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About SoapBox

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  1. I watch the video, do the same things the guy does, whilst figuring it out, if I can't, then I google it. I use the videos more as a general direction. I do the same thing with blender, so far it is my most efficient means of learning : watch, do, watch, do, etc... when I know at least some basics I can begin to think about it. It doesn't matter whether it is through books or by whatever other means, it's usually through motor skills (physically doing) and then thinking that I learn best.   I don't know about you, but I did not learn to ride a bike without someone telling me how it works, and that speed helps you balance.
  2. I love teaching, so that's definately a good motivator. I can see what you mean ( i think ) with how knowing how to teach is good for programmers, it usually also happens in increments, and you need to give clear reasons for things you tell the people you're teaching. The only way to really teach someone anything is to actually know what you're talking about.   I read something a while back about how teaching actually made you understand something better, seeing as you have to actually rephrase it, sometimes multiple times.   When i write my own code after the tutorials on the basics, il follow the incremental approach at first and see how it goes from there.   Thank you for the recommendations. I learn a lot better with video tutorials than with books, at least when i begin on a new subject, so I'll give "accelerated C++" a try after those.   I agree, dumbed down books are usually dumbed down, not really a good idea to not learn the basics properly if you're learning something new, so no worries, I have never trusted anything making overly-bold claims.   I'll jump into assembler first time i don't understand what's happening.   The people over at dreamincode seem to think codeacademy is over simplified, which really is a shame, since I love the interactive approach it takes. I can't really form a proper opinion of it at the moment, il have a look at it if the video tutorials don't work out.         Thanks again for the replies guys, got some interesting tips :)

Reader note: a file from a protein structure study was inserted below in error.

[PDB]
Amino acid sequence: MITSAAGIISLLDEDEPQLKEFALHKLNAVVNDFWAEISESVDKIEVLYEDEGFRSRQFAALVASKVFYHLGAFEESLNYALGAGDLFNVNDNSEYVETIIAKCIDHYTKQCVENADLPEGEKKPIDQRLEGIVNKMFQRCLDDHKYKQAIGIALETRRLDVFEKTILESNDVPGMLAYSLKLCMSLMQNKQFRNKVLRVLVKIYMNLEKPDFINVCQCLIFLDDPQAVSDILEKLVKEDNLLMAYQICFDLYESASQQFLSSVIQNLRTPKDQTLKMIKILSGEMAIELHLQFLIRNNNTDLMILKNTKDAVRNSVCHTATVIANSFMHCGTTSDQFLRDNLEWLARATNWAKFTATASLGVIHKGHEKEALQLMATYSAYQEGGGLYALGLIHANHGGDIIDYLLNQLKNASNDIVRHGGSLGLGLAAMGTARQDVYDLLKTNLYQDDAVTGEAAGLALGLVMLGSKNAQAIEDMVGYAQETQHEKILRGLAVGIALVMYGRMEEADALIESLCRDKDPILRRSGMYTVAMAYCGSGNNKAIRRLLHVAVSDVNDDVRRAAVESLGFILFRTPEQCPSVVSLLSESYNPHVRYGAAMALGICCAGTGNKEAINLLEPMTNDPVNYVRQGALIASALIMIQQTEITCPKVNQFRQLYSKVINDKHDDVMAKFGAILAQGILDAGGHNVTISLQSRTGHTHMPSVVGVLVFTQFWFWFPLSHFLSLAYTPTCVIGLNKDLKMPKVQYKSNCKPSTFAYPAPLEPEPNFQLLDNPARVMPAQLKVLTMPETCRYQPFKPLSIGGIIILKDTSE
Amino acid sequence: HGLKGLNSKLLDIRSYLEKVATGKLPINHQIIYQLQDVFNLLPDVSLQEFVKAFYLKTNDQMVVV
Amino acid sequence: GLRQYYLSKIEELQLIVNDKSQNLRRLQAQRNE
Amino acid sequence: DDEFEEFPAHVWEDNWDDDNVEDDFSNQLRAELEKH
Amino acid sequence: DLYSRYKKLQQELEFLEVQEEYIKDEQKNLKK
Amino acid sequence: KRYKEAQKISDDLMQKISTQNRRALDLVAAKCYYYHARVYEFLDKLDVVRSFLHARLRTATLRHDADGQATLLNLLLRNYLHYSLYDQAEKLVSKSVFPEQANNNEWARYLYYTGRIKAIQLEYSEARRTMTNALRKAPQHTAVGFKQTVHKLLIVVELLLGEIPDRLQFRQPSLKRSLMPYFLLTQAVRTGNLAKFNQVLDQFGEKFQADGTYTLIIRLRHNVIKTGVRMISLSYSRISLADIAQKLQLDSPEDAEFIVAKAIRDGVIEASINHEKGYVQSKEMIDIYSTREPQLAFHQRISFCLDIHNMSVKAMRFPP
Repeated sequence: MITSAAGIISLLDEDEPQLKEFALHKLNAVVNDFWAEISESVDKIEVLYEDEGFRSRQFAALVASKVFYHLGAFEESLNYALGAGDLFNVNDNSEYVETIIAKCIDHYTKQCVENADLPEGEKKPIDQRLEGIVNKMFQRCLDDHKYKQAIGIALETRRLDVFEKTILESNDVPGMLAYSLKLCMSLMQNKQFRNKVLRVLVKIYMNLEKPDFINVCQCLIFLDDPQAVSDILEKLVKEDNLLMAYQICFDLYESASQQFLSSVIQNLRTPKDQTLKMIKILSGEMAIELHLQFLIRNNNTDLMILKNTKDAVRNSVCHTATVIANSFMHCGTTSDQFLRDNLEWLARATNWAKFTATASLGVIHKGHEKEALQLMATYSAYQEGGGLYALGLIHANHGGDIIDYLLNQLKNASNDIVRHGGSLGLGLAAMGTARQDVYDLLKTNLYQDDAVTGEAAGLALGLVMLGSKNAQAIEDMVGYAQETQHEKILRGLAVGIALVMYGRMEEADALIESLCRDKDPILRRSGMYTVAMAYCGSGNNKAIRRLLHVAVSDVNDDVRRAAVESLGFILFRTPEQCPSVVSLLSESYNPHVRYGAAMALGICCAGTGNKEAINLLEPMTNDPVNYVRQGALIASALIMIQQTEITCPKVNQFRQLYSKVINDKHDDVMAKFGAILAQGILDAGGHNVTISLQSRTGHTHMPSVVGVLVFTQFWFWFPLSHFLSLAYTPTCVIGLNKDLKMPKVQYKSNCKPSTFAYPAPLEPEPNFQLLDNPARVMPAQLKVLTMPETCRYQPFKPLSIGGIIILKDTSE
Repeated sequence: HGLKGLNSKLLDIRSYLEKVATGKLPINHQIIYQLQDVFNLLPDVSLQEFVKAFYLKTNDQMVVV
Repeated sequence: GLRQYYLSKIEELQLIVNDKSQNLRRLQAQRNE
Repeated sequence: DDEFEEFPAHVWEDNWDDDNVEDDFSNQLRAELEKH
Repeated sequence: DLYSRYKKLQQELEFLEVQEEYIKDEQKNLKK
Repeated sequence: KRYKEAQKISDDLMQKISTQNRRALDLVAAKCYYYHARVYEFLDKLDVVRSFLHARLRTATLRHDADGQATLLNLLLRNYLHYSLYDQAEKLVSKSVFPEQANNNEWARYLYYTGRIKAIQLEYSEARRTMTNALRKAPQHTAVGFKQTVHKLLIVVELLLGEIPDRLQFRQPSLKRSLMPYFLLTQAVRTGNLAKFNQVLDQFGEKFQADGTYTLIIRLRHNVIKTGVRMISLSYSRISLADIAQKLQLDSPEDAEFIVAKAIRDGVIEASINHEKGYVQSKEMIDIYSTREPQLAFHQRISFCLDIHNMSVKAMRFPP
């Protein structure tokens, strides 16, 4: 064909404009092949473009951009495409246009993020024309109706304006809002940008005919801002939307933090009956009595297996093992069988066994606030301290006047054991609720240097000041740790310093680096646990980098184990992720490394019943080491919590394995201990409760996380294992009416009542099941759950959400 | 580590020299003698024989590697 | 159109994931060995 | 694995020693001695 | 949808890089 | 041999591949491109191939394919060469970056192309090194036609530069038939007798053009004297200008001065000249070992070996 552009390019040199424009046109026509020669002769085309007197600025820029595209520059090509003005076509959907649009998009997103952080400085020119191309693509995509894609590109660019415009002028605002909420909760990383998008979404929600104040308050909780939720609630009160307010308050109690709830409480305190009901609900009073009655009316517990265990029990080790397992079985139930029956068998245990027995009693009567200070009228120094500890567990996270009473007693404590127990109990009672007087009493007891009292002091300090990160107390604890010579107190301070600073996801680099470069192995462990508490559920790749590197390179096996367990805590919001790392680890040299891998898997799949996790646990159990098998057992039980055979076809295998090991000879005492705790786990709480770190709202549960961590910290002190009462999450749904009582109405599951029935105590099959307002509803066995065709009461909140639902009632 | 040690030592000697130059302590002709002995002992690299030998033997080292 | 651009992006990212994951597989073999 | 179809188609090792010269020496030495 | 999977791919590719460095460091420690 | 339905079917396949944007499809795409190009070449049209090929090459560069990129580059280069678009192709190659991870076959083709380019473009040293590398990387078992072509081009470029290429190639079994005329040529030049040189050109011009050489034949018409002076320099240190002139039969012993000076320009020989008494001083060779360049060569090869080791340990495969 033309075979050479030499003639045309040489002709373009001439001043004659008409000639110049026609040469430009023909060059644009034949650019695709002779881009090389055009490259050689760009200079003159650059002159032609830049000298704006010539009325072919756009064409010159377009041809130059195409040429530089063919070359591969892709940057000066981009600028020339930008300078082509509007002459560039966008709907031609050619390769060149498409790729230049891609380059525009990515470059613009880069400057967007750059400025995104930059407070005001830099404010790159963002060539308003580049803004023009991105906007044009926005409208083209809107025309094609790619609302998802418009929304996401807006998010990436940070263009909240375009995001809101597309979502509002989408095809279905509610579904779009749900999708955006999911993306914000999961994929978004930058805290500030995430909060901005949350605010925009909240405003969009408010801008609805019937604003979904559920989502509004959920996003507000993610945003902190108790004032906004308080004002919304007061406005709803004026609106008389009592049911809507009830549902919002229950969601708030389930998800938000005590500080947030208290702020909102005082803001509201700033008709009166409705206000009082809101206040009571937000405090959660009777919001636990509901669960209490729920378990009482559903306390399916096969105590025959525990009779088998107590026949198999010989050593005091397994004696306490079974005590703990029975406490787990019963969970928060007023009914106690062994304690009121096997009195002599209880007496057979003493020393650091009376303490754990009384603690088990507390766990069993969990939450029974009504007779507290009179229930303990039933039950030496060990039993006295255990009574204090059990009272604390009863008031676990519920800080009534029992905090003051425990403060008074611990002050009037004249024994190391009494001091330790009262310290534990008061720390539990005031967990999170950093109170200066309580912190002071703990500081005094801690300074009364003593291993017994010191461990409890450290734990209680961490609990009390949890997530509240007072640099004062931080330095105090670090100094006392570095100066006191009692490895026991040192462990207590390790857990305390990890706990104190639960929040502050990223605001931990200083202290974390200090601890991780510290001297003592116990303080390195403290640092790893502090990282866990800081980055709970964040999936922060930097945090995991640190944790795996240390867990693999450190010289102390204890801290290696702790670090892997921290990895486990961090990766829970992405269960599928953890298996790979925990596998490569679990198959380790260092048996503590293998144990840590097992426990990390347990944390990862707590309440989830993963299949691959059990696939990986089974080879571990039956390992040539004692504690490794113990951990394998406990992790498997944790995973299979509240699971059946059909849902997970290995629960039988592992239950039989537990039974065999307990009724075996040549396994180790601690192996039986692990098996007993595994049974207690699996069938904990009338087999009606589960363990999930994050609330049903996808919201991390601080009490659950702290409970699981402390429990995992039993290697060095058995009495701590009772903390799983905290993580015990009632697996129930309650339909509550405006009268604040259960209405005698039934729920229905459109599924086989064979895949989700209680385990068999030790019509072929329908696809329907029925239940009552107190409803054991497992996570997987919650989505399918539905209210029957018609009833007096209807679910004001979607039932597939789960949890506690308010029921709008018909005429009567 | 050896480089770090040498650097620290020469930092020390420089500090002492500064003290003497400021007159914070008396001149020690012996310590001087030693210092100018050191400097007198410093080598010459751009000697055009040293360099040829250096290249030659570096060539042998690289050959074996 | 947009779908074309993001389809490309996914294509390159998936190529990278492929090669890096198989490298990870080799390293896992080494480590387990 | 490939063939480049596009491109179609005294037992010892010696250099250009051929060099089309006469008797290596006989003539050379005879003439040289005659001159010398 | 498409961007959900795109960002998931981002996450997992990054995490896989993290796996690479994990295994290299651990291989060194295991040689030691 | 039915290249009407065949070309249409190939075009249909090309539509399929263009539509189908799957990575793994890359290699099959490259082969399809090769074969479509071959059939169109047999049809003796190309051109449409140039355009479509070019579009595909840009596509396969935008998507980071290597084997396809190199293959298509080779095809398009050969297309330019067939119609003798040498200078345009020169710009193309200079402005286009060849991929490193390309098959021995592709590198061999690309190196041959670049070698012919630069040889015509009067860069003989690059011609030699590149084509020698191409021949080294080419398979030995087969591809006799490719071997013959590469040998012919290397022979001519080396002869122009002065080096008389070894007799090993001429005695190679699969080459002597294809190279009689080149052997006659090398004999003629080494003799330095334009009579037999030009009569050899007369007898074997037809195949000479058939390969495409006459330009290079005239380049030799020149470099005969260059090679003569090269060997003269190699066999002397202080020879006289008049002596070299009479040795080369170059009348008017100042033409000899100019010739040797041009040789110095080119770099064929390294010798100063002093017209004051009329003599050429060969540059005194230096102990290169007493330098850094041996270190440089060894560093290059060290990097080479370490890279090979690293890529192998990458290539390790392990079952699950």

3. Thank you for the replies.   Im working on a few different series of video tutorials in various languages at the moment. It would probably be best to go for a single language at the beginning, but the basic concepts of the languages are laid out quite clearly, and there are several example programs that are worked through. They should end up giving me a decent starting point to programming.   If anyone is interested, the videos can be found on this page http://thenewboston.org/tutorials.php under the computer programming section.
  4. Hello.   Programming seems quite daunting to me, but I do want to do it. Im not exactly sure what I want to do just yet, as I don't know the subject well enough, but I like building things.   I'm really good at memorizing rather quickly. I can memorize 20 words in order in about 20 seconds for instance. It's not to brag, in fact im not at all quick to grasp new concepts, so it is sort of a trade-off. Memorization is not the same as learning, but it is the beginning, for me atleast. I have found that i learn better if I memorize a few examples first and then understand something from there, through practice. I know simply memorizing source-code won't help me, I'm not trying to take the easy way out.   I need to split something I want to learn into parts and do a little at a time so I feel like I'm getting somewhere. I'm assuming game programming is a specific application of general programming.   My question is : For a general idea of how to program ( structures, order of priority etc ) what would you recommend as a rough list, and in what order ?       I read up some, and chose Python as my first language. I'll move on to C and C++ afterwards, but probably not very soon.
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